PROVIDENCE, R.I. (WPRI) — Rhode Island’s mental health care capacity remains limited for the vast majority of children and adolescents who need it, according to a recently-released report by Rhode Island KIDS COUNT.
The report states that one in five Rhode Island children between the ages of 6 and 17 suffers from a diagnosable mental health disorder, and those who seek help “struggle to get adequate, timely and affordable care.”
“Inaccessibility is caused by insurance-related barriers, lack of clinicians and extremely long waitlists,” the report continues. “These challenges were exacerbated by the COVID-19 pandemic. when some mental health programs closed temporarily.”
The report also indicates that children of color are less likely to seek help, and when they do “it is more likely to be inadequate due to the lack of a diverse, culturally and linguistically, competent workforce.”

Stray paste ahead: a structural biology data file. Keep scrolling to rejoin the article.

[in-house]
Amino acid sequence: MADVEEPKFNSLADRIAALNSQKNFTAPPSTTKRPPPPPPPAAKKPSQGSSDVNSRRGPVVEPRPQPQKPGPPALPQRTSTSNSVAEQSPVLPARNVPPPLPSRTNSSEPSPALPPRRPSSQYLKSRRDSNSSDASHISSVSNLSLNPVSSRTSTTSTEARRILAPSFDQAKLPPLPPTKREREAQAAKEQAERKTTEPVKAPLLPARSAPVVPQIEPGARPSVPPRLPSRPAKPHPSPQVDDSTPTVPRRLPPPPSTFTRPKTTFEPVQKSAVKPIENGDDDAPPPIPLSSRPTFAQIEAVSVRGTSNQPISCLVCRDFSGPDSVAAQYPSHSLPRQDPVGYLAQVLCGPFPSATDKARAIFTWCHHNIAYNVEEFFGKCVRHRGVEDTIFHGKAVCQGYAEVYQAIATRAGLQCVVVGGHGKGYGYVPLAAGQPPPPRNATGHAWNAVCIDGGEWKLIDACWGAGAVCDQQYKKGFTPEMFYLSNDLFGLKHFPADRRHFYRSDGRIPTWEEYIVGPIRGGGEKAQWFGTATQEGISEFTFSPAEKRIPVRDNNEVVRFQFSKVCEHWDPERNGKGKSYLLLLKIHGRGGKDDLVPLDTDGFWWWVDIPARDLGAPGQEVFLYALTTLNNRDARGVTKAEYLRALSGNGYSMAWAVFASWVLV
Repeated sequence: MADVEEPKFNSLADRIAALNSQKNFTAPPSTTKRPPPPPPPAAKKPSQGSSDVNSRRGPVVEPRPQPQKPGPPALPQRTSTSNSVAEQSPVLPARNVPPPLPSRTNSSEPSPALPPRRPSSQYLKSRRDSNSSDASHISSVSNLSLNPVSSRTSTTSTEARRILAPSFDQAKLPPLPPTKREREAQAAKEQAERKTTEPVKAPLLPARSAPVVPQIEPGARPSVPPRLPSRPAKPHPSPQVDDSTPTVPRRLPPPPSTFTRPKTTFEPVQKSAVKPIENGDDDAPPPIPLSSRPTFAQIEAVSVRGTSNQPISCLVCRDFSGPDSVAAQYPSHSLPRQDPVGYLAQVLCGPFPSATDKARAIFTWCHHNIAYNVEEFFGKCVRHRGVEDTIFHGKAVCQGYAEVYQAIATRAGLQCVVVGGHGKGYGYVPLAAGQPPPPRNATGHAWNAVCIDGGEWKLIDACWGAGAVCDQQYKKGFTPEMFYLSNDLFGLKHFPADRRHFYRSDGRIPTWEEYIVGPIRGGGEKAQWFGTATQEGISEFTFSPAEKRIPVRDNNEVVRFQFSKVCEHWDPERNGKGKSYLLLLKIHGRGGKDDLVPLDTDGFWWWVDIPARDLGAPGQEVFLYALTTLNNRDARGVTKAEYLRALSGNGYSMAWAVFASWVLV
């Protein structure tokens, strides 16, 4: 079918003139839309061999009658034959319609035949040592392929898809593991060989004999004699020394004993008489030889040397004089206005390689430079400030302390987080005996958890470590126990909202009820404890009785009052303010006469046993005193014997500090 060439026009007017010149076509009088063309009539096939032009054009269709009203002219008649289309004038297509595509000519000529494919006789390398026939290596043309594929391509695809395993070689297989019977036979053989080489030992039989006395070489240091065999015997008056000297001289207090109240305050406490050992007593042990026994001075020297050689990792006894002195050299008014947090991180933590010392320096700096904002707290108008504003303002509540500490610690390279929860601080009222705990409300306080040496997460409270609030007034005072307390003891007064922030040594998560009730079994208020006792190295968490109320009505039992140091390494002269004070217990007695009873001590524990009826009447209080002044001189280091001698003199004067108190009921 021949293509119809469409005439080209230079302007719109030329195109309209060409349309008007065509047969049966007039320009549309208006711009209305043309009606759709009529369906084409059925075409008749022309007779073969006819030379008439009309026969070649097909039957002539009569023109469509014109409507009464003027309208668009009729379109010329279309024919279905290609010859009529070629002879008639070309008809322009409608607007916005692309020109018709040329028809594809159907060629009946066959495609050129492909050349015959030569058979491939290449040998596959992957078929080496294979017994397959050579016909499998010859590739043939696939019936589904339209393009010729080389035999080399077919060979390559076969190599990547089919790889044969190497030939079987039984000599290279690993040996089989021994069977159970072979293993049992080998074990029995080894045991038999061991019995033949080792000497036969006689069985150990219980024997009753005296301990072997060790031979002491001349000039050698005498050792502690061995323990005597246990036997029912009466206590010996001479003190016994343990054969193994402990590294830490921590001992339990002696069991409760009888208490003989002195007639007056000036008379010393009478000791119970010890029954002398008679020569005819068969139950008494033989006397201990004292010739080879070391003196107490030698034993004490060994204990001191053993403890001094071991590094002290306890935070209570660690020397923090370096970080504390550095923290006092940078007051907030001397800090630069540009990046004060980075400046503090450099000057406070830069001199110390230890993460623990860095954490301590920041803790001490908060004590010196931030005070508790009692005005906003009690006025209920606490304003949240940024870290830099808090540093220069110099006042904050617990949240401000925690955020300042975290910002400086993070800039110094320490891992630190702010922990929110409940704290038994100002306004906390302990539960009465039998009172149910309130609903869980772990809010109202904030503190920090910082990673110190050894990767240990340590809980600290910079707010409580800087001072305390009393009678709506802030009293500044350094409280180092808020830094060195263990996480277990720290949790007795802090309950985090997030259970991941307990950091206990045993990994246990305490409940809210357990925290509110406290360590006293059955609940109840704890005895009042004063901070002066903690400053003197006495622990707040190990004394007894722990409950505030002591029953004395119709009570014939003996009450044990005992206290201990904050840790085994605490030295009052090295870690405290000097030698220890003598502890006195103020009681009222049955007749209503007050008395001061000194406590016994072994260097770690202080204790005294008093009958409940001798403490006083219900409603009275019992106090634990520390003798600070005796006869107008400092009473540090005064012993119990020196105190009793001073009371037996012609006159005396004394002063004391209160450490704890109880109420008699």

The number of calls into the Kids’ Link RI hotline peaked last year, according to the report. While they’ve declined slightly since then, the report notes that the number of calls remains higher than prior to the start of the pandemic.
Rhode Island remains in a state of emergency for child and adolescent mental health, which is why Rhode Island KIDS COUNT is issuing a call to action.
“Our kids can’t wait,” Rhode Island KIDS COUNT Executive Director Elizabeth Burke Bryant said. “Rhode Island needs to create and invest in a seamless and coordinated behavioral health system of care for children and their families.”
“This system needs to align with and strengthen current systems and provide the right care, at the right time, in the right place and support children as they grow and transition to adults,” she continued.
Rhode Island KIDS COUNT listed a number of ways the state can make mental health services more accessible for children, including streamlining behavioral health care, addressing workforce challenges and providing families with financial and community support.